Sunday, March 27, 2011

The Sunday Salon: Record Brevity

Four more days until it's over. The TBR Dare comes to an end March 31. In an ideal world, the last 'dare' book would be completed around 10:30 PM Thursday night, leaving me ready to pounce on a stack of new books Friday morning. But this is the real world, and it will probably take longer to finish Wolf Hall. It is rich, complex, detailed, and interesting... but very slow. After nearly ten days, I find myself just past the half-way mark. I'm never dying to pick it up, yet it always manages to hold my attention.

The coffee is poured and Wolf Hall is waiting. Enjoy your Sunday, and I'll be back later this evening to blog hop.

Thursday, March 24, 2011

Quote of the Week: The Big Rock Candy Mountain

You had to stay in a place to make it a home.  A home had to be lived in every day, every month, every year for a long time, till it was worn like an old shoe and fitted the comfortable curvatures of your life.
(page 236)

The Big Rock Candy Mountain
by Wallace Stegner
originally published 1943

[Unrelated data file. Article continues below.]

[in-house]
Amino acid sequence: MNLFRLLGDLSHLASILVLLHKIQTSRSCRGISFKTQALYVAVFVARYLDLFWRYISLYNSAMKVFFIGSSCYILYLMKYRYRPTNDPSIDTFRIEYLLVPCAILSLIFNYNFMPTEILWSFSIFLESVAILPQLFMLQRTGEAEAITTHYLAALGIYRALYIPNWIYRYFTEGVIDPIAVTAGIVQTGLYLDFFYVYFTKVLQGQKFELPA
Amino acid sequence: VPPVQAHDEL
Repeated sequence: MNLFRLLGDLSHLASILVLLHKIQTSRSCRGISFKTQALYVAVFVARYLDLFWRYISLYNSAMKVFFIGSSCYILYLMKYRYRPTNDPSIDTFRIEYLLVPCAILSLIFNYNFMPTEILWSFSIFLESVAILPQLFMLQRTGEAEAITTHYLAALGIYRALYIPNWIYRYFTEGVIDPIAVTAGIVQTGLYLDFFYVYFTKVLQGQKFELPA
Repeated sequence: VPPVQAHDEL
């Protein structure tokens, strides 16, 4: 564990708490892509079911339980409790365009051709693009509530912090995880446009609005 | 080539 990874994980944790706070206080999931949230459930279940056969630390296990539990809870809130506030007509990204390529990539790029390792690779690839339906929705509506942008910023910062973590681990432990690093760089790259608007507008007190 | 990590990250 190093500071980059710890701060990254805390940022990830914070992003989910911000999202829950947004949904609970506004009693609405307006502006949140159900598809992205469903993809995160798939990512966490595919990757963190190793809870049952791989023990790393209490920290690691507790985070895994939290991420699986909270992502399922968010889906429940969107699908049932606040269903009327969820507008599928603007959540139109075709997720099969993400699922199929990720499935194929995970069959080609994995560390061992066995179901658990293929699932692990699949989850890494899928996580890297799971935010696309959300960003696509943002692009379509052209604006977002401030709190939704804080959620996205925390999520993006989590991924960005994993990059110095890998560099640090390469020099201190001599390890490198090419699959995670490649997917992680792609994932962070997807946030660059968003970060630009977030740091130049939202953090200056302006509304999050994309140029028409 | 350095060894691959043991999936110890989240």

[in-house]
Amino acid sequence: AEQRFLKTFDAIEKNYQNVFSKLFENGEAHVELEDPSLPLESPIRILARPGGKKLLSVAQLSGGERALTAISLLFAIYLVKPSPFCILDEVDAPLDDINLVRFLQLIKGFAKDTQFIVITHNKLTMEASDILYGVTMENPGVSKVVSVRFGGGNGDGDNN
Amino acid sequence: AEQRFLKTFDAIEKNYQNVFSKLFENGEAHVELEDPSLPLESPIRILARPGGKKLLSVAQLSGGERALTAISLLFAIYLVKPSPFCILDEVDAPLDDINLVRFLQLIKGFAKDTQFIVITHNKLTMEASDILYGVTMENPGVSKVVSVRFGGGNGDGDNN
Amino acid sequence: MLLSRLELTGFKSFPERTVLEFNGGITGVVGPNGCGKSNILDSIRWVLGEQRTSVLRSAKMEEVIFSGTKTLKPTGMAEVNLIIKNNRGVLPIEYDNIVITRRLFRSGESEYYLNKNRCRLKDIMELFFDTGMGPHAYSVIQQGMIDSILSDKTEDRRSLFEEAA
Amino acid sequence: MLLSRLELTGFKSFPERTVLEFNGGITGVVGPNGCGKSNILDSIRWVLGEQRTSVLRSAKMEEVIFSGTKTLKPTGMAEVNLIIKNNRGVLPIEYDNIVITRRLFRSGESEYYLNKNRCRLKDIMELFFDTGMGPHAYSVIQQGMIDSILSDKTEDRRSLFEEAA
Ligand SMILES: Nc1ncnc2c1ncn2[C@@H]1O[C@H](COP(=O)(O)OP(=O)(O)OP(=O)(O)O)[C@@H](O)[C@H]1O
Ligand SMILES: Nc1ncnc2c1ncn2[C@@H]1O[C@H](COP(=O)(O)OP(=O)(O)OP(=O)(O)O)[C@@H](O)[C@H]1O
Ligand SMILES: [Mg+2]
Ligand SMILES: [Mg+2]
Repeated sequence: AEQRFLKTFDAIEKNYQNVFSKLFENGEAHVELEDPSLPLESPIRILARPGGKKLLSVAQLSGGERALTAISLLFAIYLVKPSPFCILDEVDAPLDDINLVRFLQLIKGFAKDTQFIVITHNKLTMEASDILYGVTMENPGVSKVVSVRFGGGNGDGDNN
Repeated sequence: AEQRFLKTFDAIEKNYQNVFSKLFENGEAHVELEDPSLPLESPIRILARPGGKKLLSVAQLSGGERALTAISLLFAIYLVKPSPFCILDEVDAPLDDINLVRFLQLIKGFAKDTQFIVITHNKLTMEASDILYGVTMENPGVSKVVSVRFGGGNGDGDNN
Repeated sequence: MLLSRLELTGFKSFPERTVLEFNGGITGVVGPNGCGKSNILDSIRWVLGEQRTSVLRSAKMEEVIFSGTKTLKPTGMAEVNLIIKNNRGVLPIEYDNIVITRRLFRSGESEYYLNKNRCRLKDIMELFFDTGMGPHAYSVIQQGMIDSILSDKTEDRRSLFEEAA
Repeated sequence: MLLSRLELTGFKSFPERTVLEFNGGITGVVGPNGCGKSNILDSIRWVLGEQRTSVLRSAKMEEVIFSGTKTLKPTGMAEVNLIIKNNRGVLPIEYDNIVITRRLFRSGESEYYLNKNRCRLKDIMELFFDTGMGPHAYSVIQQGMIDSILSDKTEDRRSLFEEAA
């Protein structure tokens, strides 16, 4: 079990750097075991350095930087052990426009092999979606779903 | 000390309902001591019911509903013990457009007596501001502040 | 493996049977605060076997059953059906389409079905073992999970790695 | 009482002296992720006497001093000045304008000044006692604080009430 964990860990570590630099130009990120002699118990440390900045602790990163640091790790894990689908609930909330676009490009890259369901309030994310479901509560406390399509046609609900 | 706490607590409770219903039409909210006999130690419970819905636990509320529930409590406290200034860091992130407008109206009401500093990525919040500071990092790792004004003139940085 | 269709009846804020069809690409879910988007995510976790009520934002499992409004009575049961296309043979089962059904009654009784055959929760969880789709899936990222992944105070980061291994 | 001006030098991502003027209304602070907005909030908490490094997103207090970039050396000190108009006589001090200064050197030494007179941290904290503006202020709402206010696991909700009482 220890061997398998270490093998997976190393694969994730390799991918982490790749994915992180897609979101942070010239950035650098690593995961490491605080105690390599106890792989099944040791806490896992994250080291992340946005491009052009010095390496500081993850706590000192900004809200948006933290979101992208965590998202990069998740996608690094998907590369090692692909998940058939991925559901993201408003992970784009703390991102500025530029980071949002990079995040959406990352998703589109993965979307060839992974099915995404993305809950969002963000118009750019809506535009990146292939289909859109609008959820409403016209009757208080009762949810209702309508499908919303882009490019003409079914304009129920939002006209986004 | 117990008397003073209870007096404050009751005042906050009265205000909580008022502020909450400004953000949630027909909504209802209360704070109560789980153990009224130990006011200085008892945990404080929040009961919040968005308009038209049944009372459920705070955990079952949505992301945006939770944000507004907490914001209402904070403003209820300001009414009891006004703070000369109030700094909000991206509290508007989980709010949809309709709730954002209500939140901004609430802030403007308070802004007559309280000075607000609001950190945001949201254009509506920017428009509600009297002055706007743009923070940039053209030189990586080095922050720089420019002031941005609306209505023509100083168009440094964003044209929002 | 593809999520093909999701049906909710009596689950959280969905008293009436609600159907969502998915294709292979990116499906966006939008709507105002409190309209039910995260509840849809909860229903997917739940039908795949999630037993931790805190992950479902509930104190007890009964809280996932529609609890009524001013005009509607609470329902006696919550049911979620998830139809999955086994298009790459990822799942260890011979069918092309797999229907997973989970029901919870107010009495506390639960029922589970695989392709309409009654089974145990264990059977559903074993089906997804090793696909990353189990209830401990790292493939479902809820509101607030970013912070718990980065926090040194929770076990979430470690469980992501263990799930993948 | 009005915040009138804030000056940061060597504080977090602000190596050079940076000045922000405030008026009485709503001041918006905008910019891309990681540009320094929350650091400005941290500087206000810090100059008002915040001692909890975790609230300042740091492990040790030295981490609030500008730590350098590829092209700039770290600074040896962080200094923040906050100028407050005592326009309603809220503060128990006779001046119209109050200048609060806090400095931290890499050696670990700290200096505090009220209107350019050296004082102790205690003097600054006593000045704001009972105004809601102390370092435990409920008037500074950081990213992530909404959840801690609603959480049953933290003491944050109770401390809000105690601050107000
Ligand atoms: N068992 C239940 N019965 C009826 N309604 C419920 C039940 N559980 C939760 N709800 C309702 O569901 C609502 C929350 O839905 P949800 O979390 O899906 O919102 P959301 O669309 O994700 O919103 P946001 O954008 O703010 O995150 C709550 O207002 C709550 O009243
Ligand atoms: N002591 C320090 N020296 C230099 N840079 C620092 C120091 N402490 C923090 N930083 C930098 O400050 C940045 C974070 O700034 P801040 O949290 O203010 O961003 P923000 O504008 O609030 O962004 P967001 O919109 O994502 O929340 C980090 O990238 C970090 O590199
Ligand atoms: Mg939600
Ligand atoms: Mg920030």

The Big Rock Candy Mountain is my current audiobook, but with so many passages like this one, I ended up borrowing the paperback from  the library just to reread them.

Tuesday, March 22, 2011

"No Pain Whatsoever" by Richard Yates

I'm a hopeless realist, especially when it comes to fiction. That probably explains why I've come to love Richard Yates' writing. His characters are nothing if not real.

"No Pain Whatsoever" opens with Myra smoothing her skirt and pushing Jack's hand away. She is in the back seat of a car, heading toward the hospital TB ward for a weekly visit with her husband. Jack is her boyfriend.
It wasn't that there was anything to be ashamed of - Irene and Marty knew all about Jack and everything; most of her friends did, and nobody blamed her (after all, wasn't it almost like being a widow?) - it was just that Jack ought to know better. Couldn't he at least have the decency to keep his hands to himself now, of all times?
Tension builds as details slowly emerge. After deciding they will go out for drinks, Myra's friends drop her off at the hospital.
All the sheets and the hospital pajamas were dyed yellow, to distinguish them from uncontaminated linen in the hospital laundry, and this combined with the pale green of the walls made a sickly color scheme that Myra could never get used to.
At last we are introduced to her husband, Harry. He has been in the hospital for an undetermined length of time, with no discharge plans in the foreseeable future.
When he bent forward to take the match the yellow pajamas gaped open and she saw his chest, unbelievably thin, partly caved-in on one side where the ribs were gone. She could just see the end of the ugly, newly healed scar from the last operation.